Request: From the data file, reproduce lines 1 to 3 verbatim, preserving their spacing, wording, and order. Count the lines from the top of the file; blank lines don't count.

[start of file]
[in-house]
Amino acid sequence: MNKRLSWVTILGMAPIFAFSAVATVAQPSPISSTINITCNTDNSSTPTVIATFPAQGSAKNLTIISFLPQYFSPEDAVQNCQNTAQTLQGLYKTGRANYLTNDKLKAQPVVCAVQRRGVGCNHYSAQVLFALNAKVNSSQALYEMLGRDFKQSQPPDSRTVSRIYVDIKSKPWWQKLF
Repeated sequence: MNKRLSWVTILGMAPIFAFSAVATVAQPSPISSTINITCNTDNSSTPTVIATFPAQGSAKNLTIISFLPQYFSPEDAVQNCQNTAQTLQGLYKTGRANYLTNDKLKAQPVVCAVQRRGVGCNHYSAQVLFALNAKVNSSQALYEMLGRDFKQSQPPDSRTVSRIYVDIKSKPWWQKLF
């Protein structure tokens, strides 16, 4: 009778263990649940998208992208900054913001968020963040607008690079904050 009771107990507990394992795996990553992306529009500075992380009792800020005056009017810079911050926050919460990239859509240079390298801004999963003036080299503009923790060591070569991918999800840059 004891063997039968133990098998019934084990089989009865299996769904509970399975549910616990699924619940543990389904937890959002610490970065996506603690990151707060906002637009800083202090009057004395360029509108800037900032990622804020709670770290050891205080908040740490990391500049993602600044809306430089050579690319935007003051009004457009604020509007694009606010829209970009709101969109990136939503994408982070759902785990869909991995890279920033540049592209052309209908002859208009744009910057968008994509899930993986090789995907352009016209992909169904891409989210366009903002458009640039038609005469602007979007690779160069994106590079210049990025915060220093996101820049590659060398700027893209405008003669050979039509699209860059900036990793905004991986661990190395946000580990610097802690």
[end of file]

[in-house]
Amino acid sequence: MNKRLSWVTILGMAPIFAFSAVATVAQPSPISSTINITCNTDNSSTPTVIATFPAQGSAKNLTIISFLPQYFSPEDAVQNCQNTAQTLQGLYKTGRANYLTNDKLKAQPVVCAVQRRGVGCNHYSAQVLFALNAKVNSSQALYEMLGRDFKQSQPPDSRTVSRIYVDIKSKPWWQKLF
Repeated sequence: MNKRLSWVTILGMAPIFAFSAVATVAQPSPISSTINITCNTDNSSTPTVIATFPAQGSAKNLTIISFLPQYFSPEDAVQNCQNTAQTLQGLYKTGRANYLTNDKLKAQPVVCAVQRRGVGCNHYSAQVLFALNAKVNSSQALYEMLGRDFKQSQPPDSRTVSRIYVDIKSKPWWQKLF